Proponents of the EFCA lost a vote in late March 2009, when Republican Senator Arlen Specter reversed himself on support for the act, citing the bad economy. This leaves the law without any Republican votes in the Senate. ("Specter pulls back support of card check law," THE LOS ANGELES TIMES, Josh Drobnyk, March 25, 2009)

Additionally, Starbucks, Costco, and Whole Foods have teamed up to push a "third way" approach to changing laws covering unions. The three big employers have formed The Committee for Level Playing Field. They say their plan is a workable compromise:
  • It would guarantee the right of management to require a secret ballot and a fixed time period for the secret-ballot election.
  • Management would be permitted to initiate a decertification campaign through a secret ballot election.
  • Unions and management would be able to access employees during non-working hours concerning the issue of whether to form a union. The group also says that the proposal would provide expedited enforcement for serious and pervasive violations of law by labor and management and stricter penalties for serious and pervasive violations, including the penalty of mandatory injunctions when appropriate.
  • Unlike the Employee Free Choice Act, the proposal wouldn't include binding arbitration.
Additional Opinion Resources
The Living Wage Campaign

Over the past decade and a half some groups have turned their attention away from traditional union drives toward campaigns designed to aid workers whether organized or not — most visibly through the "living wage" movement. Living wage proponents argue that the national minimum wage is too low to cover basic necessities, and want a wage and benefits package that takes into account the area-specific cost of living and the basic expenses involved in supporting a family. In communities across country there are now more than 100 living wage statutes on the books. The debate continues over whether the laws encourage or discourage employment on the low end of the economy.

>More about living wage campaigns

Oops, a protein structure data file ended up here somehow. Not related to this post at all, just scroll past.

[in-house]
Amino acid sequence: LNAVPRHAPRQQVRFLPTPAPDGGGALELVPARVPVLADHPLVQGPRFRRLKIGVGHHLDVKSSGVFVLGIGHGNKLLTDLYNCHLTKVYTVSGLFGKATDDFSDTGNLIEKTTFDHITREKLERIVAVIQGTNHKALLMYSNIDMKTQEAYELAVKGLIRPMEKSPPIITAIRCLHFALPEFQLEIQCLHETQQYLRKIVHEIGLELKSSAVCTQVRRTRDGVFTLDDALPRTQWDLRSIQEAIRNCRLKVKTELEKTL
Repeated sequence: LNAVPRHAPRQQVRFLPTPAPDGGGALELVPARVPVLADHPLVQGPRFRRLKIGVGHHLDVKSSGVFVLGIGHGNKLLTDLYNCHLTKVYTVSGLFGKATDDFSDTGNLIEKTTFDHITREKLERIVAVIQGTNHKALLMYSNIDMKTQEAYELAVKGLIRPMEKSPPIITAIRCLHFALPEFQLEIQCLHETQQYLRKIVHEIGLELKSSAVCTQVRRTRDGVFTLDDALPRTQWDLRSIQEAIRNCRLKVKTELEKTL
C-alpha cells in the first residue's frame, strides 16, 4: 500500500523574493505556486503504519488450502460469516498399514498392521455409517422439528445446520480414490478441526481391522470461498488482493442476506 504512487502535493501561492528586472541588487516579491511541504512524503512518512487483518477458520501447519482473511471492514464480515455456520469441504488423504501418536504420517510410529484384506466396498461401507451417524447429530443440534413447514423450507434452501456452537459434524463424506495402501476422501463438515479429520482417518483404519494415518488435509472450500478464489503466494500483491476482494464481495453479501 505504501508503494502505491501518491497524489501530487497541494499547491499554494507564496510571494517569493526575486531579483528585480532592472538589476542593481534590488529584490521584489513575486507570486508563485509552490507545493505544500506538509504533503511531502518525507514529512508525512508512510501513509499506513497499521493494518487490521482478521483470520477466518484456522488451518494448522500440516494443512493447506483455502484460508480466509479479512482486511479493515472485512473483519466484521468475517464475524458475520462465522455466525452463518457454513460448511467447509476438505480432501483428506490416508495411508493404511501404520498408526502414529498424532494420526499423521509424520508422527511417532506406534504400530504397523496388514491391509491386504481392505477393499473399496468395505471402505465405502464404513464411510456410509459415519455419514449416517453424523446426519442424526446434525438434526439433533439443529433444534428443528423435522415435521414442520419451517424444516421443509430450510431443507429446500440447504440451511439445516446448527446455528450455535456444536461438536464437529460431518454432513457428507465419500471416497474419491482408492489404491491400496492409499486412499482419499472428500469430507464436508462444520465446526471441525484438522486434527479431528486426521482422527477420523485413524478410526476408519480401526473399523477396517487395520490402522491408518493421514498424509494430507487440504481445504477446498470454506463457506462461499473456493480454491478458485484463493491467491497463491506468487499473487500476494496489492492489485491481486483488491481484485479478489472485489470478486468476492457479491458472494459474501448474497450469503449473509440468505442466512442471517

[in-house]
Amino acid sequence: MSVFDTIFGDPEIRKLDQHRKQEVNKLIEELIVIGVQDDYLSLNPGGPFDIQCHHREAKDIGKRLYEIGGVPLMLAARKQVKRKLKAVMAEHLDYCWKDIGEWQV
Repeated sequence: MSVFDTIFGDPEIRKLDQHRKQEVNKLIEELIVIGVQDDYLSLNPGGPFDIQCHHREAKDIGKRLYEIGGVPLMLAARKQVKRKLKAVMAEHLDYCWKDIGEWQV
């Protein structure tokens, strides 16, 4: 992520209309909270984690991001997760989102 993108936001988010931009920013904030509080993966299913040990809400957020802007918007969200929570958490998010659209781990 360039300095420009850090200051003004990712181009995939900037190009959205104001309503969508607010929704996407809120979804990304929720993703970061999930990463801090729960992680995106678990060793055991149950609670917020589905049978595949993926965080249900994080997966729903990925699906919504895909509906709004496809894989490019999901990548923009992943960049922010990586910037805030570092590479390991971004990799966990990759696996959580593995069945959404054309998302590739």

Related Media:
George Soros, photo by Robin HollandThe JOURNAL on Working America
View a collection of JOURNAL reports on the effect of the downturn on the homefront.


HeadlinesSPECIAL FEATURE: Inside The Banking Crisis
View our complete coverage of the banking and bailout crisis.



Also This Week:
SAM TANENHAUS
Digging deep into the roots and evolution of the American conservative movement, Sam Tanenhaus talks with Bill Moyers about why he believes that conservatism is dead and how it might yet come back to life. Tanenhaus is the editor of both THE NEW YORK TIMES BOOK REVIEW and the Week in Review section of the TIMES.

>A GLOSSARY OF CONSERVATIVE THOUGHT

STATE OF THE UNIONS
With public support for labor unions at its lowest point in 70 years, Bill Moyers talks with experts Bill Fletcher, co-author of SOLIDARITY DIVIDED: THE CRISIS IN ORGANIZED LABOR AND A NEW PATH TOWARD SOCIAL JUSTICE and Michael Zweig, director of the Center for the Study of Working Class Life at SUNY Stony Brook, about the state of organized labor.

AMERICA'S WORKERS
Explore some of the crucial issues facing America's workers and priorities for reform. Topics include challenges faced by younger workers, workplace rules, The Employee Free Choice Act, the living wage movement and more.

>THE JOURNAL ON WORKING AMERICA
View a collection of JOURNAL reports on the effect of the downturn on the homefront.